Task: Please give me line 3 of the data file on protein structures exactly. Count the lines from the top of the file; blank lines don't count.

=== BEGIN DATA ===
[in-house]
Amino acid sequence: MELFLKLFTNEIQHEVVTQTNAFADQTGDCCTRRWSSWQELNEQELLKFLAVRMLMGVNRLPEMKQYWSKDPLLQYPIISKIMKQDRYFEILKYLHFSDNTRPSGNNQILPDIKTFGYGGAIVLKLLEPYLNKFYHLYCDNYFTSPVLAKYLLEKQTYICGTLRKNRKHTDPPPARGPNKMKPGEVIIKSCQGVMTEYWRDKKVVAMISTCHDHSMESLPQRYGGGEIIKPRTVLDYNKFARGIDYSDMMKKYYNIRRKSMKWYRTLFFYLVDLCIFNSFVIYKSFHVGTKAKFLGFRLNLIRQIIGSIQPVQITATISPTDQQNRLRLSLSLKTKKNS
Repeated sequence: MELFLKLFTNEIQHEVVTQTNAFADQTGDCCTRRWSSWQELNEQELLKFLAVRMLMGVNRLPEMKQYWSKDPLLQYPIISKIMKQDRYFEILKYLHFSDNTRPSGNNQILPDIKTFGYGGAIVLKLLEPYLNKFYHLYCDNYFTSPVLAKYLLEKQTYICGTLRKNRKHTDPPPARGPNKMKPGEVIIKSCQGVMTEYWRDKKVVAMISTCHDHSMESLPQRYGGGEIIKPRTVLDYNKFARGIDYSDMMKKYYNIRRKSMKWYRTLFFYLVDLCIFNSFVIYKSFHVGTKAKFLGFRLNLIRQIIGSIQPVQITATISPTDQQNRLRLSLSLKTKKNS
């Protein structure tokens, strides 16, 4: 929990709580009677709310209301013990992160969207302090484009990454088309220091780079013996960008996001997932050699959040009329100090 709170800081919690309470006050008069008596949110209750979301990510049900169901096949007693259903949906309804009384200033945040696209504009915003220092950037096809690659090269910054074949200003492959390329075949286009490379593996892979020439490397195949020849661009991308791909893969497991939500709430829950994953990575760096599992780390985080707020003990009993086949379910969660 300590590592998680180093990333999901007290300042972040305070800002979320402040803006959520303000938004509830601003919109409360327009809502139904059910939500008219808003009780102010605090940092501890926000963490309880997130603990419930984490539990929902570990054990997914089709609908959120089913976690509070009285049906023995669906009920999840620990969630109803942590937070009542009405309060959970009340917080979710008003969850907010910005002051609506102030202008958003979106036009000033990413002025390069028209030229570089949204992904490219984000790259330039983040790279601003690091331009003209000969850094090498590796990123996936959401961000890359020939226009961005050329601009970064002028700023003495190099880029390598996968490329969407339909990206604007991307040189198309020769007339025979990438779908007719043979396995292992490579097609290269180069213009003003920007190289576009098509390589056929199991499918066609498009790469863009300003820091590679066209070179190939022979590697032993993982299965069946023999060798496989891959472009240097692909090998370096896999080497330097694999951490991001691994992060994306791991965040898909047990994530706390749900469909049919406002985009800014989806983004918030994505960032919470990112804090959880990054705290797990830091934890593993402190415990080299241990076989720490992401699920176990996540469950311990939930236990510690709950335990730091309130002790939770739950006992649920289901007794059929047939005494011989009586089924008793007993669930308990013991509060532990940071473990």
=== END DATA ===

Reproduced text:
Repeated sequence: MELFLKLFTNEIQHEVVTQTNAFADQTGDCCTRRWSSWQELNEQELLKFLAVRMLMGVNRLPEMKQYWSKDPLLQYPIISKIMKQDRYFEILKYLHFSDNTRPSGNNQILPDIKTFGYGGAIVLKLLEPYLNKFYHLYCDNYFTSPVLAKYLLEKQTYICGTLRKNRKHTDPPPARGPNKMKPGEVIIKSCQGVMTEYWRDKKVVAMISTCHDHSMESLPQRYGGGEIIKPRTVLDYNKFARGIDYSDMMKKYYNIRRKSMKWYRTLFFYLVDLCIFNSFVIYKSFHVGTKAKFLGFRLNLIRQIIGSIQPVQITATISPTDQQNRLRLSLSLKTKKNS